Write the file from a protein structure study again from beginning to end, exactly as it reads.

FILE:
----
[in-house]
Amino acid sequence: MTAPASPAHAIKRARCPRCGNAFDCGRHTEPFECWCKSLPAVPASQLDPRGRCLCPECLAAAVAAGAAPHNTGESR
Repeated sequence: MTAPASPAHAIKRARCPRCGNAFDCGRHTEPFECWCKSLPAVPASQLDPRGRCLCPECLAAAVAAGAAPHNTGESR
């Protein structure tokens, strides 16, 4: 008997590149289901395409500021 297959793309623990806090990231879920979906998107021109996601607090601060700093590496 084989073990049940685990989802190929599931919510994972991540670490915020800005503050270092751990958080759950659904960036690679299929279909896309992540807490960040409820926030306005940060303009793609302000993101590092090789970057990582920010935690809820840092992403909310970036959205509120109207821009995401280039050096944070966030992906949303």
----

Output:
[in-house]
Amino acid sequence: MTAPASPAHAIKRARCPRCGNAFDCGRHTEPFECWCKSLPAVPASQLDPRGRCLCPECLAAAVAAGAAPHNTGESR
Repeated sequence: MTAPASPAHAIKRARCPRCGNAFDCGRHTEPFECWCKSLPAVPASQLDPRGRCLCPECLAAAVAAGAAPHNTGESR
């Protein structure tokens, strides 16, 4: 008997590149289901395409500021 297959793309623990806090990231879920979906998107021109996601607090601060700093590496 084989073990049940685990989802190929599931919510994972991540670490915020800005503050270092751990958080759950659904960036690679299929279909896309992540807490960040409820926030306005940060303009793609302000993101590092090789970057990582920010935690809820840092992403909310970036959205509120109207821009995401280039050096944070966030992906949303």